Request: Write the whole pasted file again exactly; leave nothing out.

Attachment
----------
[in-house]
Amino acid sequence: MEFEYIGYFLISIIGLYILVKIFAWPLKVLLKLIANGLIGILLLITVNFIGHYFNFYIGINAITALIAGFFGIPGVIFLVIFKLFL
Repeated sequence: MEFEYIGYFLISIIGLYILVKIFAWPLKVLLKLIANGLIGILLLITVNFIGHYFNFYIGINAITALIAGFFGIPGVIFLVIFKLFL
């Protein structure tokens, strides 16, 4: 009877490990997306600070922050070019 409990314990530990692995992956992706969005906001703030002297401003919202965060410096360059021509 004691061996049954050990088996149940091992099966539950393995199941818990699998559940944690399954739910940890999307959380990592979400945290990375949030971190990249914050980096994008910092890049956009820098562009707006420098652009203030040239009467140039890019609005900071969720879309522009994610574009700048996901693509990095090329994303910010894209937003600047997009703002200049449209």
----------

[in-house]
Amino acid sequence: MEFEYIGYFLISIIGLYILVKIFAWPLKVLLKLIANGLIGILLLITVNFIGHYFNFYIGINAITALIAGFFGIPGVIFLVIFKLFL
Repeated sequence: MEFEYIGYFLISIIGLYILVKIFAWPLKVLLKLIANGLIGILLLITVNFIGHYFNFYIGINAITALIAGFFGIPGVIFLVIFKLFL
């Protein structure tokens, strides 16, 4: 009877490990997306600070922050070019 409990314990530990692995992956992706969005906001703030002297401003919202965060410096360059021509 004691061996049954050990088996149940091992099966539950393995199941818990699998559940944690399954739910940890999307959380990592979400945290990375949030971190990249914050980096994008910092890049956009820098562009707006420098652009203030040239009467140039890019609005900071969720879309522009994610574009700048996901693509990095090329994303910010894209937003600047997009703002200049449209």